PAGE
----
National Pig Association - The voice of the British pig industry

Pig World logo

Home > News > Blood in the Water

Blood in the Water

14th Jun 2019 / By Alistair Driver

The yawning gap remains between EU mainland and UK prices, although the SPP went up by 1.38p and now stands at 147.85p.

Fortunately, the German producer price closed a tad easier dropping by two euro cents but this is seen more as a supply correction rather than a longer term downward trend and even allowing for this slight reduction, the German price is still higher than us at €1.83, which is equivalent to 163p/kg in real money.

Weekly contribution prices have stood on in some cases and others have gone up by a modest penny or two, with most now between 142p-148p but still well below where they should be and producers are continuing to question the methodology behind these prices which do not fully reflect UK pig meat values and are putting the brakes on the SPP which should be moving ahead at a much faster rate than it is.

Spot bacon was generally in very short supply and bids were anywhere between 148p-155p according to spec.
Cull sow prices have in the main stood on despite the euro improving in value, trading at 89.08p today, up from 88.56p a week ago.

Sow buyers are however still looking for culls and sellers who are prepared to haggle were in some cases able to squeeze slight increases, with most cull sows now worth between 98p and 103p in the main.

Weaner prices continue to move ahead, with the latest AHDB 7kg average up by almost £1 to £37.24 but with no quotation for 30kg weaners due to lack of numbers, these remain at the previous weeks price of £50.16/head.

Although the outlook for pig prices is reasonably optimistic, with fewer weaner buyers now operating in the market and others now running B&B arrangements there is very little free space for any spare weaners which is also putting something of a glass ceiling into the equation with fattening space becoming scarce, indicating that there may be more pigs in the system than originally forecast.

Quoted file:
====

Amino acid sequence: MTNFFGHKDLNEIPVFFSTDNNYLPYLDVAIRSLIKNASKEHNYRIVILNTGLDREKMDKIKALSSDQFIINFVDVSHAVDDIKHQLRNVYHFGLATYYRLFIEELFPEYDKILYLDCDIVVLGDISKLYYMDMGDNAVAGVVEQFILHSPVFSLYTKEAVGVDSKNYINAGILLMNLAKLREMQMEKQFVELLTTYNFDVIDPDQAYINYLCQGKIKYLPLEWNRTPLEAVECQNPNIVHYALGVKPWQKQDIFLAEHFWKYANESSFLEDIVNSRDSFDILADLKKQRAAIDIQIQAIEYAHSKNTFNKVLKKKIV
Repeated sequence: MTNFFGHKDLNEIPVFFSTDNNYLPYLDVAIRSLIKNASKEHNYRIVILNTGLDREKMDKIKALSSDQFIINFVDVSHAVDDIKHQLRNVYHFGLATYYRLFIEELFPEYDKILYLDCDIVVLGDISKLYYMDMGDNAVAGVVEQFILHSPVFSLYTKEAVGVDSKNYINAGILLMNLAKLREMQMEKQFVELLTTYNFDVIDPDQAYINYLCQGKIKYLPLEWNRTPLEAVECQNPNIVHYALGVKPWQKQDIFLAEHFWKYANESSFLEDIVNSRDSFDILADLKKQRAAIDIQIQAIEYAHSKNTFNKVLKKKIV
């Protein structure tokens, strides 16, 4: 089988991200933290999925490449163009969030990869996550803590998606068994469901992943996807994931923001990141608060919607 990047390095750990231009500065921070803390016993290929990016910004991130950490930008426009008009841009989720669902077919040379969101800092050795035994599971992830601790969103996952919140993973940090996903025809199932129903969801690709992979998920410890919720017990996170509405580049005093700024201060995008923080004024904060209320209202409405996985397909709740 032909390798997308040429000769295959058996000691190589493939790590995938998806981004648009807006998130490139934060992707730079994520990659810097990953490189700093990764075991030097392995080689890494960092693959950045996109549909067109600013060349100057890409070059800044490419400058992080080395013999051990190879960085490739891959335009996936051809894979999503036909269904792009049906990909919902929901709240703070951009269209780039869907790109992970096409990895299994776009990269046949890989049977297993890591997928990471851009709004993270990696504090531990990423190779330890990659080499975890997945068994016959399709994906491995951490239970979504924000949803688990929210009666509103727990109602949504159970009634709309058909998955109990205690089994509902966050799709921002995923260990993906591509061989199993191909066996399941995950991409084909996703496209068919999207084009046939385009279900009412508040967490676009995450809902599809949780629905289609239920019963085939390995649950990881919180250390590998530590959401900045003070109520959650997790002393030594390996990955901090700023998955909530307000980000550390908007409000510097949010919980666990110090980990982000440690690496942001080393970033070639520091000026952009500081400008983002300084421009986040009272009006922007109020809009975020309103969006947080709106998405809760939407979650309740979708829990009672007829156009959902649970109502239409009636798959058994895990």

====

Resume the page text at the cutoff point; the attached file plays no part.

In the feed markets, cereal prices have remained at generally similar levels, with London feed wheat quoted for July at £158/t and £151/t for September. Barley looks better value at £135/t for July and £137/t for September.

Protein values have rallied to some extent, with July-October Hipro soya traded at £316/t. Spot sales of feed wheat on an ex farm basis saw values ease by £4-£6/t, with an overall UK average of £146.90/t looking fairly attractive for pig producers.

Chicago wheat futures have closed firmer and the same applies to soya and maize due to drought conditions in parts of Russia.

And finally, although China and the Far East have major problems to face from the ongoing swine fever epidemic, producers in the UK could also be faced with a dual challenge on the disease front following reports of UK exporters looking to buy live weaners to send to Europe as their prices are much higher than ours, with reports of 30kg weaners being worth up to £70 each in some cases.

However, movements of pigs and livestock vehicles in any direction to and from Europe presents a whole host of disease hazards, especially as far as pig and livestock truck movements are concerned travelling through areas such as Belgium where swine fever outbreaks have occurred and may still do in the future and the same applies to parts of Eastern Europe.

Added to this are reports of further dysentery outbreaks in the UK with a large Midlands pig rearing unit going down with the disease but, to the fury of some producers in the area, this was not disclosed until several weeks after the outbreak was first identified presenting further challenges and the risk of cross infection from livestock and feed lorries.

Swine dysentery can be best described as a 'bloody disaster'.